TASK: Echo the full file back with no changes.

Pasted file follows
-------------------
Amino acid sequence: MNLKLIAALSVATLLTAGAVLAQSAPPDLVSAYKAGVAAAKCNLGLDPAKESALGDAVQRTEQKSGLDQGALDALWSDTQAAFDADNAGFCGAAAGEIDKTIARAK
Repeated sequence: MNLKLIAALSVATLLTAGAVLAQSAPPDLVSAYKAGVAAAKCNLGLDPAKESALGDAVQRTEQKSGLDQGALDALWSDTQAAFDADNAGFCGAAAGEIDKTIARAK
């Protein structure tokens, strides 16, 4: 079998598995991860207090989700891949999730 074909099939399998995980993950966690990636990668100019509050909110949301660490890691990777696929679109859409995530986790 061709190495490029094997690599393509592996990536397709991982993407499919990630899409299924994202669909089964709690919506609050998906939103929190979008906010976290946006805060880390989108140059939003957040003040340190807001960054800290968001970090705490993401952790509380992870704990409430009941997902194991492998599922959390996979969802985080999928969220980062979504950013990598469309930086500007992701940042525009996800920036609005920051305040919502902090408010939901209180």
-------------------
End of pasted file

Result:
Amino acid sequence: MNLKLIAALSVATLLTAGAVLAQSAPPDLVSAYKAGVAAAKCNLGLDPAKESALGDAVQRTEQKSGLDQGALDALWSDTQAAFDADNAGFCGAAAGEIDKTIARAK
Repeated sequence: MNLKLIAALSVATLLTAGAVLAQSAPPDLVSAYKAGVAAAKCNLGLDPAKESALGDAVQRTEQKSGLDQGALDALWSDTQAAFDADNAGFCGAAAGEIDKTIARAK
């Protein structure tokens, strides 16, 4: 079998598995991860207090989700891949999730 074909099939399998995980993950966690990636990668100019509050909110949301660490890691990777696929679109859409995530986790 061709190495490029094997690599393509592996990536397709991982993407499919990630899409299924994202669909089964709690919506609050998906939103929190979008906010976290946006805060880390989108140059939003957040003040340190807001960054800290968001970090705490993401952790509380992870704990409430009941997902194991492998599922959390996979969802985080999928969220980062979504950013990598469309930086500007992701940042525009996800920036609005920051305040919502902090408010939901209180």